Ask the mayor of Palm Coast

Why is my water bill so high in Palm Coast? Mayor David Alfin responds

Alfin: Here are a few suggestions to reduce your utility bill.

  • By
  • | 3:40 a.m. February 7, 2024
  • Palm Coast Observer
  • Opinion
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Editor's Note: The views, thoughts and opinions expressed in this article are solely that of the author in his personal capacity and do not necessarily represent the opinions or the views of the City of Palm Coast or the Palm Coast City Council.

Question from a resident: My water bill keeps going up every single month. There must be a way to reduce my costs. I notice I’m paying an awful lot of money for just the base charge on the bill. Why is it so much? Also, can I install an irrigation well system at my house to reduce my costs for city water?

Palm Coast’s treatment and service of your water is much more intricate than you may realize. Infrastructure planning and implementation are rather detailed so that we can ensure all residents have enough pure, safe and good-tasting water in their homes and ample wastewater capabilities.

The water bill section for your property’s utility bill is divided into two segments: your base charges and your usage charges. Base charges cover the fixed costs related to dependably supplying you with enough capacity for servicing water and treating the sewer coming from your home. These charges consider ongoing personnel, debt service, maintenance for pipelines, valves, elevated tanks, pump stations and treatment facilities. Your usage charges are billed as per thousand gallons for the additional cost to treat the water you are using each month. These expenses include the chemicals, plant personnel, electricity, repairs and maintenance needed.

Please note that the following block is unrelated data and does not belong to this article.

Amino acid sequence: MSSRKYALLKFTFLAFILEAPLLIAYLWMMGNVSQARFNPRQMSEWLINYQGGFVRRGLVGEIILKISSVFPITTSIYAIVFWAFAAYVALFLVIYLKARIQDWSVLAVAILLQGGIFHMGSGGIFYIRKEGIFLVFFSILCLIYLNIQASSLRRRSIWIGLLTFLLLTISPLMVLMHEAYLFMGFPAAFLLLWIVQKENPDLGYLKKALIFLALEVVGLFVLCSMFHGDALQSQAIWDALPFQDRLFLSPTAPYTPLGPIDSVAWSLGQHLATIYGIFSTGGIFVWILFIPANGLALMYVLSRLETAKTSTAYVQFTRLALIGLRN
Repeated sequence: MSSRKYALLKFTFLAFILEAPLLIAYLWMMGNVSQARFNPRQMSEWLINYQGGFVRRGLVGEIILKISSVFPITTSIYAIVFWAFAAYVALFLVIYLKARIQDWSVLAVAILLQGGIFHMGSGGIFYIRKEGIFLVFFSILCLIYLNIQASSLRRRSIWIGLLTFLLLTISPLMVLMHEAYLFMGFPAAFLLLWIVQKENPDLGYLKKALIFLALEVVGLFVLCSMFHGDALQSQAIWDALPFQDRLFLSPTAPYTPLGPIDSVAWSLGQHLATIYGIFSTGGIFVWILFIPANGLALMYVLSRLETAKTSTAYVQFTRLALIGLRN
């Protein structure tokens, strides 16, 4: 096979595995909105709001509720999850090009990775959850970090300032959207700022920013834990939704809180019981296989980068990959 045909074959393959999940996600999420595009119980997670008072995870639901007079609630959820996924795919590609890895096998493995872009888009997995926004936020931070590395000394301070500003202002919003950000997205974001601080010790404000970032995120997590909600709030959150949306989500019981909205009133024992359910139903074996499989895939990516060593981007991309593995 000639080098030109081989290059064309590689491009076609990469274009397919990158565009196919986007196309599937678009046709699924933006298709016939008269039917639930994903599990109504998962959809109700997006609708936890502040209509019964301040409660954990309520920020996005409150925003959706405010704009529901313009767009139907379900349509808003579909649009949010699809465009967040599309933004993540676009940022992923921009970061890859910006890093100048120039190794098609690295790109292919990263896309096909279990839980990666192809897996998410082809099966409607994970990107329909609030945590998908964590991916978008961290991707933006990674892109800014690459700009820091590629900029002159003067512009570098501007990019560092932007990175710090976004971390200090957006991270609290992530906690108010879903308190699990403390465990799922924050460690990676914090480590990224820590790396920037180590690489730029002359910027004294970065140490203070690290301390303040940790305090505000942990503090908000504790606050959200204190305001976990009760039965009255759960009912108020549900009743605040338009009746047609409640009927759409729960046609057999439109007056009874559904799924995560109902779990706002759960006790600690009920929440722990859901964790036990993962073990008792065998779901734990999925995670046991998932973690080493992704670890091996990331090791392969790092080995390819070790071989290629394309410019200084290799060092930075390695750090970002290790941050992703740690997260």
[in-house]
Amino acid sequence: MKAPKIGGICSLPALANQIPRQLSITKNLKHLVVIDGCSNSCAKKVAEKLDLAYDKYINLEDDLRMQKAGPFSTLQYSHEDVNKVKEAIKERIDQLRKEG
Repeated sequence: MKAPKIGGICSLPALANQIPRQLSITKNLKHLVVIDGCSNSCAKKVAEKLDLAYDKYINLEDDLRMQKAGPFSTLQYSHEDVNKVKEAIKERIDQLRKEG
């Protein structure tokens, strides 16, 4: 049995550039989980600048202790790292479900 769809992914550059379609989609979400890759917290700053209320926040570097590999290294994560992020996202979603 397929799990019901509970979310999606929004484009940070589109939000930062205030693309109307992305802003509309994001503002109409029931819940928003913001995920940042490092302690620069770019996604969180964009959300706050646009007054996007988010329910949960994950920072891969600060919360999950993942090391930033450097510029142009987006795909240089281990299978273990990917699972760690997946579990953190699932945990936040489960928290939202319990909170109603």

Here are a few suggestions to reduce your utility bill: Make sure that your toilets are functioning properly (leaking toilets are the biggest reasons for adding costs to your bill); when purchasing new appliances, find those with more water-wise efficiencies; limit your water use with less or shorter lawn irrigation and showers, and cut the amount of time you run water in your sinks. 

I’m proud to say that nearly 48% of our residents practice water conservation efforts and use less than 2,000 gallons of water a month. Learn more about conserving water on the city’s website at: 

Regarding the installation of an irrigation well system at your home, your wish to invest in this procedure may become complicated. Homeowners should only install private well systems if reclaimed water service is NOT available to them. Builders are made aware of where reclaimed water service is available at the time of building permit application. Also, for the safety of all utility customers, private companies who install these systems cannot interconnect their work in any way with our city’s public utility system, its water mains, service lines, or pipes. The design, permitting, construction, and use of a private irrigation well must also comply with the most current regulations of the Flagler County Health Department, the Florida Department of Environmental Protection, and the St. Johns River Water Management District, as appropriate. Small-diameter irrigation wells are permitted through Flagler County. 

Do you have a question for the mayor to answer in an upcoming edition? Email the publisher at [email protected].


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